John Dee's Conversations with Angels: Cabala, Alchemy, and the End of Nature

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Overview

John Dee 1527-1608/9 was a Cambridge-educated natural philosopher who served Queen Elizabeth I as court astrologer and who wrote works on many subjects including mathematics, alchemy, and astronomy. His most prolonged intellectual project, however, was conversations with angels using a crystal ball and a variety of assistants with visionary abilities. Dee's angel conversations have long puzzled scholars of early modern science and culture, who have wondered how to incorporate them within the broader contexts of early modern natural philosophy, religion, and society. Using Dee's marginal notes in library books, his manuscript diaries of the angel conversations, and a wide range of medieval and early modern treatises regarding nature and the apocalypse, Deborah Harkness argues that Dee's angel conversations represent a continuing development of his natural philosophy. The angel conversations, which included discussions of the natural world, the practice of natural philosophy, and the apocalypse, were conveyed to audiences from London to Prague, and took on new importance within these shifting philosophical, religious, and political situations. When set within these broader frameworks of Dee's intellectual interests and early modern culture, the angel conversations can be understood as an attempt to practice natural philosophy at a time when many thought that nature itself was coming to an end.
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Editorial Reviews

From the Publisher
" John Dee's Conversations with Angels: Cabala, Alchemy, and the End of Nature, marks an important addition to Dee scholarship. For the first time, it places Dee's conversations with angels into a comprehensible framework. Harkness elegantly demonstrates that Dee's angel conversations were at the center of his mission to reform nature and the world in the midst of intellectual and religious tumult when the end of human history was imminently expected. This book brilliantly brings out the place of the angel conversations as exegetical aids in a natural philosophy that was meant to restore a corrupted and decaying Book of Nature. Natural philosophy was to provide a bridge between this world and the next, but only with the help of angels could faulty human perception and intelligence be remedied and the real significance of the things of nature be made clear." Pamela Smith, Pomona College

"John Dee's 'angelic conversations' have long proved resistant to the attentions of intellectual historians. Deborah Harkness's impressive and important new book, by situating this unique intellectual formation in a full range of appropriate historical contexts not only makes them intelligible for the modern reader, but identifies some of the key cultural imperatives which shaped late-Elizabethan intellectual life." Stephen Clucas, Birkbeck College, University of London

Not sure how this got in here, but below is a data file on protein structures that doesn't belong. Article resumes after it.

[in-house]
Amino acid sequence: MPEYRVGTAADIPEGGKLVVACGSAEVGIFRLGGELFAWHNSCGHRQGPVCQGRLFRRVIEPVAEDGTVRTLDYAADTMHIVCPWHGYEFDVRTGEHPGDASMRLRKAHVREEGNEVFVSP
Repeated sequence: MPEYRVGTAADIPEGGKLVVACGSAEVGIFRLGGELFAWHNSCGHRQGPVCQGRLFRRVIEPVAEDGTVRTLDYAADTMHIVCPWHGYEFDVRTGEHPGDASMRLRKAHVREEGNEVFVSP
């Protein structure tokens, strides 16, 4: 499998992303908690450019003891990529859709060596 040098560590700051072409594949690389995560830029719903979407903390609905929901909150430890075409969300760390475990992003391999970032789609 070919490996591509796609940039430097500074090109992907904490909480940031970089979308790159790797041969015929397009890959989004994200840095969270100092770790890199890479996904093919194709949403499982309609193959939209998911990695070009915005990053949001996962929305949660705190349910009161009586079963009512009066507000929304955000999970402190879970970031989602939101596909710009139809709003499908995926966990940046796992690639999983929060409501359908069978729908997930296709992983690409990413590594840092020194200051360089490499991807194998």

"[A] fascinating study." Religious Studies Review

"Harkness' book is a welcome addition to Dee scholarship, one that perpahs will open the way to solving the questions that remain." Albion

"Harkness's monography is a lively read that offers an interesting interpretation of Dee's works and their place within early modern intellectual life. It is a work that clearly deserves a place within the corpus of Dee scholarship." The Historian

"Through careful description and analysis, Harkness takes us into that very strange world of early modern thought-a world of astrology, alchemy, and Christian cabala-which eventually led to the rise of science. This is a scholarly book, full of interesting footnotes and with an extensive bibliography, Such apparatus, however, should not dter the interested but nonacademic reader. This is clearly one of the best books to be published on esoteric spirituality during the Renaissance in recent years. It is clear, insightful, and a pleasure to read." the quest Sept-Oct 2001

"This is a truly remarkable story and merits telling for its own sake. Harkness's version is beautifully written with rich footnoting and a good command of the sources. That she has told it unflinchingly and with sensitivity to its subject only adds to its value." Canadian Journal of History

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Product Details

  • ISBN-13: 9780521027489
  • Publisher: Cambridge University Press
  • Publication date: 11/2/2006
  • Edition description: Reissue
  • Pages: 268
  • Sales rank: 1,156,787
  • Product dimensions: 5.98 (w) x 8.98 (h) x 0.55 (d)

Meet the Author

Deborah Harkness is Associate Professor of History at the University of Southern California. She is the prize-winning author of articles on John Dee's angel conversations and his household.
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Table of Contents

List of Illustrations
Acknowledgments
List of Abbreviations and Conventions
Introduction 1
Pt. I Genesis
1 The Colloquium of Angels: Prague, 1586 9
2 Building Jacob's Ladder: The Genesis of the Angel Conversations 60
3 Climbing Jacob's Ladder: Angelology as Natural Philosophy 98
Pt. II Revelations
4 "Then Commeth the Ende": Apocalypse, Natural Philosophy, and the Angel Conversations 133
5 "The True Cabala": Reading the Book of Nature 157
6 Adam's Alchemy: The Medicine of God and the Restitution of Nature 195
Epilogue 215
Select Bibliography 227
Index 247
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